Selinexor (KPT-330), a promising drug that retards cell malignancy by blocking the transport of tumor-suppressor proteins out of the cell nucleus, is under investigation as combination therapy in heavily pretreated patients with relapsed/refractory multiple myeloma.
Selinexor (KPT-330), a promising drug that retards cell malignancy by blocking the transport of tumor-suppressor proteins out of the cell nucleus, is under investigation as combination therapy in heavily pretreated patients with relapsed/refractory multiple myeloma (MM). The phase III BOSTON trial is enrolling patients in over 100 clinical sites across 14 countries globally and expects to complete enrollment in 2018, with top-line data anticipated in 2019.
Further boosting confidence in the drug’s development, the FDA and the European Medicines Agency agreed that the BOSTON trial design was acceptable to support an application for approval, should the results prove positive.
Under investigation in both solid and hematological malignancies, selinexor previously received orphan drug designation from the FDA in both MM and diffuse large B-cell lymphoma. The designation promotes the development of treatments for rare disorders.
Selinexor inhibits chromosomal maintenance protein exportin-1 (XPO1), levels of which cancer cells increase in order to transfer tumor-suppressor proteins out of the nucleus, and thus, inactivate cancer-fighting proteins.1,2 High levels of XPO1 also promote production of oncoproteins that fuel the growth of the tumor. Blocking XPO1, limiting oncprotein production, and preventing the transfer of tumor-suppressor proteins out of the nucleus have emerged as promising new therapy.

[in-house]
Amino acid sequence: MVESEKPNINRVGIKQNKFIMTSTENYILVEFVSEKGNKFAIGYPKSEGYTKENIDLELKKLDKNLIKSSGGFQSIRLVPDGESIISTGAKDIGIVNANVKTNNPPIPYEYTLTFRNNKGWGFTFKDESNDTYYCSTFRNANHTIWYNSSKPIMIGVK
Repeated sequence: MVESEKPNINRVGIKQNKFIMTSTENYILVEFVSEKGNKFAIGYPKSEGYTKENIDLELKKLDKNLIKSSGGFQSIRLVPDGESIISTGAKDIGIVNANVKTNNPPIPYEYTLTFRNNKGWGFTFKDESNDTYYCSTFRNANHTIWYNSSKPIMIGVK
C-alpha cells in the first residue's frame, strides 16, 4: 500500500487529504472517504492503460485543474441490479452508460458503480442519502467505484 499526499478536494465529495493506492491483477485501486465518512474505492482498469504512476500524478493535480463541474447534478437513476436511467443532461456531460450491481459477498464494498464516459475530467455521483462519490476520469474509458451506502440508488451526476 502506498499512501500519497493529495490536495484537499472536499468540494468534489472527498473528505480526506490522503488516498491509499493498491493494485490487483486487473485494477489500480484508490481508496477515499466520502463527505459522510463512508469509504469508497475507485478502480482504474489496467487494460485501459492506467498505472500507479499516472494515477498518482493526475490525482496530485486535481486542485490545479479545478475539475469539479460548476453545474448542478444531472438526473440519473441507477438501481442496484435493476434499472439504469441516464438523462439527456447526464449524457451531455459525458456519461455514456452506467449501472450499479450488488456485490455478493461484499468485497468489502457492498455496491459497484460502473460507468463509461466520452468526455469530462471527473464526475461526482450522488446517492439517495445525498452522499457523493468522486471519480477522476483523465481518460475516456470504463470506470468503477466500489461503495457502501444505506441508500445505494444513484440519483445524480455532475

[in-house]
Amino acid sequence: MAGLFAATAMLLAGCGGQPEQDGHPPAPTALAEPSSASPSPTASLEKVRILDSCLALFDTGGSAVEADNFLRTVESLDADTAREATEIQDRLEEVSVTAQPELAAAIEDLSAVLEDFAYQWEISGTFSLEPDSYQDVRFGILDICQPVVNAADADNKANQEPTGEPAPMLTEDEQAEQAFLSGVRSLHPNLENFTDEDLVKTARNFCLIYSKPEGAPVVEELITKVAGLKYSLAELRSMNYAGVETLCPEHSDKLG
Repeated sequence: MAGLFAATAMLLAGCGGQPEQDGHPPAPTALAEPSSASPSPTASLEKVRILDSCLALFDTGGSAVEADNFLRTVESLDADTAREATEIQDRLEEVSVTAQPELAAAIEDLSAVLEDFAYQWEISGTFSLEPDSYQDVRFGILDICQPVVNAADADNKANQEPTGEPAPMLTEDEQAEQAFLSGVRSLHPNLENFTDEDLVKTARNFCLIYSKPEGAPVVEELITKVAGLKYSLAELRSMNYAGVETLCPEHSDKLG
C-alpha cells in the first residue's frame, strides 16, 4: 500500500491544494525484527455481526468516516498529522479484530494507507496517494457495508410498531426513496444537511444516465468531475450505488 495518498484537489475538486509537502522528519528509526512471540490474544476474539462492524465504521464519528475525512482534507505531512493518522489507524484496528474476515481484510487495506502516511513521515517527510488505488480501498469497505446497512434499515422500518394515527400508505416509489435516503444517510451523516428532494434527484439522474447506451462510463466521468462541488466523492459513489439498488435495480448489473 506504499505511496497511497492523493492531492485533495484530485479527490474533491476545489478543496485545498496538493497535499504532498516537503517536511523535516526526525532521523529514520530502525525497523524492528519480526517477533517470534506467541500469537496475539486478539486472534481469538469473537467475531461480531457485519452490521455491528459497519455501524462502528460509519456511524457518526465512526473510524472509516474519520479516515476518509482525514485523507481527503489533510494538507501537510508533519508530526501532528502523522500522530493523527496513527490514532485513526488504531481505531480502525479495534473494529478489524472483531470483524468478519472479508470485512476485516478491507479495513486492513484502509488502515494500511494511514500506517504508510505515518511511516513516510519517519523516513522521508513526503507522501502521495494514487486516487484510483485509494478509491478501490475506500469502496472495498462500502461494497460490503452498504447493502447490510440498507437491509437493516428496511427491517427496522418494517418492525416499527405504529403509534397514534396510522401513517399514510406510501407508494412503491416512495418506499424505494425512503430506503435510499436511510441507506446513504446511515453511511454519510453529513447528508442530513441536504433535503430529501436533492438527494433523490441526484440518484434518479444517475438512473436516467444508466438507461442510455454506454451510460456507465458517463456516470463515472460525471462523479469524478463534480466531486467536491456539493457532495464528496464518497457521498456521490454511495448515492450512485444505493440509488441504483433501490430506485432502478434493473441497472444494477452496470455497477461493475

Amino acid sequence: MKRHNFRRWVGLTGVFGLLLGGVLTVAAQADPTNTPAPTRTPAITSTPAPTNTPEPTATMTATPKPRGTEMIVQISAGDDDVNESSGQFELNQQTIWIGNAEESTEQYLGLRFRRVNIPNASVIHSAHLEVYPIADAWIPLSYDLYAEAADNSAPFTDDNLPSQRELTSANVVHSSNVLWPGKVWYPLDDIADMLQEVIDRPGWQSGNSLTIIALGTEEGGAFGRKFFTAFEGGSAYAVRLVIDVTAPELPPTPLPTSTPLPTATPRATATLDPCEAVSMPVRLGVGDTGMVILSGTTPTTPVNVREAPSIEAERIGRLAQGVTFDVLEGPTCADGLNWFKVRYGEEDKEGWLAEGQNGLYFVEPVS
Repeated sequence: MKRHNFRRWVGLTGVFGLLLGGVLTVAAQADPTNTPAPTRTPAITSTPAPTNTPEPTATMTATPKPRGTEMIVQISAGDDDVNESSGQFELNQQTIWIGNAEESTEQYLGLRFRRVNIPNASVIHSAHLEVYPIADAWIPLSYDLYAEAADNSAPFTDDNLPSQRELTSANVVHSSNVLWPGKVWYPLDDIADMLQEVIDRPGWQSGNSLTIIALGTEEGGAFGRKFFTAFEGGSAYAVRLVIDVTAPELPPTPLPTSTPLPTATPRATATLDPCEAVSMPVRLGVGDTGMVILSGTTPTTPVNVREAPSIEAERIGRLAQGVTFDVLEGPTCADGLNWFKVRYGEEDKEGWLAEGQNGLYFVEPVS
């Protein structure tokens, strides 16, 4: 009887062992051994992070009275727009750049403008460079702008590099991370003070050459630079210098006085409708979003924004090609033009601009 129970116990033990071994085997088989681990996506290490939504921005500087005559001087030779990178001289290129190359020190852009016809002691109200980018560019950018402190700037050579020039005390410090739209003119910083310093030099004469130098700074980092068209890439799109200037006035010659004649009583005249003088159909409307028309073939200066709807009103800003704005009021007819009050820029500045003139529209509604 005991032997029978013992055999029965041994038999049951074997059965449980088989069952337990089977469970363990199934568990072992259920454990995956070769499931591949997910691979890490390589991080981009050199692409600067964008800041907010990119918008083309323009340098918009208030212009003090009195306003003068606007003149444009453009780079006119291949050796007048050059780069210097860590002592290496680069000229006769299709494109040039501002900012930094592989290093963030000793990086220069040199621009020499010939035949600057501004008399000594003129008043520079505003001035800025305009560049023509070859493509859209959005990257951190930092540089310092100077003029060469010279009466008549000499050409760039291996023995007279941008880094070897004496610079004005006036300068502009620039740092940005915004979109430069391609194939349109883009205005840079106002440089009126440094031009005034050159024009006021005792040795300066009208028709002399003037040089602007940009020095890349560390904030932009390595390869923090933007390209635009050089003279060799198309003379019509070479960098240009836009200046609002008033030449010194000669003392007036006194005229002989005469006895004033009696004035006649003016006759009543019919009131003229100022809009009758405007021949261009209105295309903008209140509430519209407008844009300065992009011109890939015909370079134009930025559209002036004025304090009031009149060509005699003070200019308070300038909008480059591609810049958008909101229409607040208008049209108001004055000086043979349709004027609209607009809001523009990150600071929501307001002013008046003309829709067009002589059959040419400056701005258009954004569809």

Additionally, selinexor inhibits XPO1 from exporting the glucocorticoid receptors to which corticosteroids bind. Keeping those receptors in the nucleus strengthens the effects of steroids in the cell. In MM, corticosteroids can induce their own clinical antitumor response, and selinexor improves other agents’ efficacy.
The selinexor-containing triplet regimen has demonstrated positive responses in heavily pretreated patients with MM in the ongoing phase Ib/II STOMP trial, according to findings presented at the 2017 American Society of Hematology Annual Meeting.
The multicenter interventional trial will randomize 364 adult participants to receive the triplet or bortezomib (Velcade) and dexamethasone. The primary endpoints are progression- free survival and overall response rate. Notably, patients who have progressive disease while on bortezomib and dexamethasone will have the option to cross over to the experimental arm to be treated with selinexor.
WHO IS ELIGIBLE?
Eligible patients will have documented evidence of relapsed/refractory MM after at least 1 but no more than 3 prior treatment regimens, which may include bortezomib or another proteasome inhibitor. Participants also must have no central nervous system involvement.